By Pamela Cody
Special to the PRESS
The Texas Border Coalition held its annual meeting on October 24 at the Pearl South Padre Hotel, to discuss strategies and preparations for the upcoming 2020 U.S. Census.
TBC members came from all over Texas, including a large contingency of Texas city mayors, business executives and representatives from Immigration and Border Security. The group’s mission is to make legislative recommendations to help the Texas border region grow and prosper economically. The luncheon panel discussion was titled, “Counting the whole number of persons in each State: 2020 Census Preparations in the Border Region,” moderated by LeRoy Cavazos from Coca-Cola Southwest Beverages and the Bexar County Complete Count Committee.
Incoming TBC chairman, Cameron County Judge Eddie Trevino, Jr. commented before the panel discussion began, saying “The TBC has been extremely instrumental in helping lead and be the voice for the border region over the last two decades. I think that we’re at a very critical time where the border has gotten a lot of attention, much of it negative, much of it unfounded,” Trevino said.
The judge went on, adding “TBC has been very important in making sure that we clarify and tear up any misconceptions and address any negative political rhetoric that is not based upon fact or truth. So, it’s incumbent on this group and myself as the new chairman to continue that advocacy on behalf of the entire border region.”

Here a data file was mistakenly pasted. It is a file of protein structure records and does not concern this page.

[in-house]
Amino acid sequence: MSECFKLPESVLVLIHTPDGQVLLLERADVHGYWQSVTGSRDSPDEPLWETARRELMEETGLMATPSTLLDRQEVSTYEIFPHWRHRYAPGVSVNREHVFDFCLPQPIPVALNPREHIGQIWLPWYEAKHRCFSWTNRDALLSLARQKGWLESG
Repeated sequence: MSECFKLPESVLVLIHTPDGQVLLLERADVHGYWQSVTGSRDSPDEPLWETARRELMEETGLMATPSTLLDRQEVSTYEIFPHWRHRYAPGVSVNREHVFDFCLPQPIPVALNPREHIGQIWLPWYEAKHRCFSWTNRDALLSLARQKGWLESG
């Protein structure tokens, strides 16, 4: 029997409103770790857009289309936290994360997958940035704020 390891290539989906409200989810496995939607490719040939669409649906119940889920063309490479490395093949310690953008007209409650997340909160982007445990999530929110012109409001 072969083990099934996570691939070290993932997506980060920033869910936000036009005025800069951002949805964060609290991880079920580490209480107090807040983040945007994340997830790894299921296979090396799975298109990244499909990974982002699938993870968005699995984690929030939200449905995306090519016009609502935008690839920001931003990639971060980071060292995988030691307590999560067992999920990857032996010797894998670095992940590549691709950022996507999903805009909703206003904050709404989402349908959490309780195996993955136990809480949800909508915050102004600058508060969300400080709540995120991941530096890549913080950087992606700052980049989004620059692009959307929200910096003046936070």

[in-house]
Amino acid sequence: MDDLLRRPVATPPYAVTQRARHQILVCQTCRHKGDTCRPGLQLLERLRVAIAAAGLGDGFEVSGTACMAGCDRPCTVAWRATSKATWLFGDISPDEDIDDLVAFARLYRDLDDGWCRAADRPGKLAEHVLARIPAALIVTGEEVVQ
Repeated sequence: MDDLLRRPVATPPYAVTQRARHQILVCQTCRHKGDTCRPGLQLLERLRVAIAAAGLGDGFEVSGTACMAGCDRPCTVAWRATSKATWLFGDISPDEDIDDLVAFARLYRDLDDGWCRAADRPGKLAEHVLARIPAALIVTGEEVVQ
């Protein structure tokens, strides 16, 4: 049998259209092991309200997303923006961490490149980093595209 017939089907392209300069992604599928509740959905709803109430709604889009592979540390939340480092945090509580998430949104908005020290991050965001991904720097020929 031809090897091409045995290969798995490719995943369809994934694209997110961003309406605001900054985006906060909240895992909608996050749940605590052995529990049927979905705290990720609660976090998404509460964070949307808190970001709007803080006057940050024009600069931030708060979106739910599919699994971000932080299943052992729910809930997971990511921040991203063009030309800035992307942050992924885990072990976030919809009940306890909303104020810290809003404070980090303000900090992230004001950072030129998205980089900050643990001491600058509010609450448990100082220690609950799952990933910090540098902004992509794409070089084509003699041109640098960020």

In his opening remarks, moderator Cavazos declared “Casting our communities at the border out of the shadows is where the root of the 2020 census discussion begins,” adding “because we, as a coalition, and as as a community of elected officials and corporate leaders, have a social responsibility to make sure that the most vulnerable in Texas are counted and to make sure we have a fair seat at the decision-making table.”
Panel member Sylvia Garza Perez, representative from Cameron County, said that over the last 10 months, the county has been working hard and trying to organize different community leaders throughout Cameron County in encouraging participation in the census.
“In 2010, about 10% of children under age 5 we’re not counted. For Cameron County being a very prominent population of people under the age of 25 and younger, young families are very important to this county,” Sylvia said.
Perez went on to warn her colleagues, saying “If we do not get the children counted in our county, we’re going to miss out on a lot of federal funding, especially for our school districts.”
City of Pharr representative Cynthia Garza Reyes commented from the discussion panel, saying “We’re in a different environment than what we were 10 years ago. We are assuming that a lot of the count will be done through our student population, so we’re working with each school district to come up with collaborative ways to make sure that each family is counted.”
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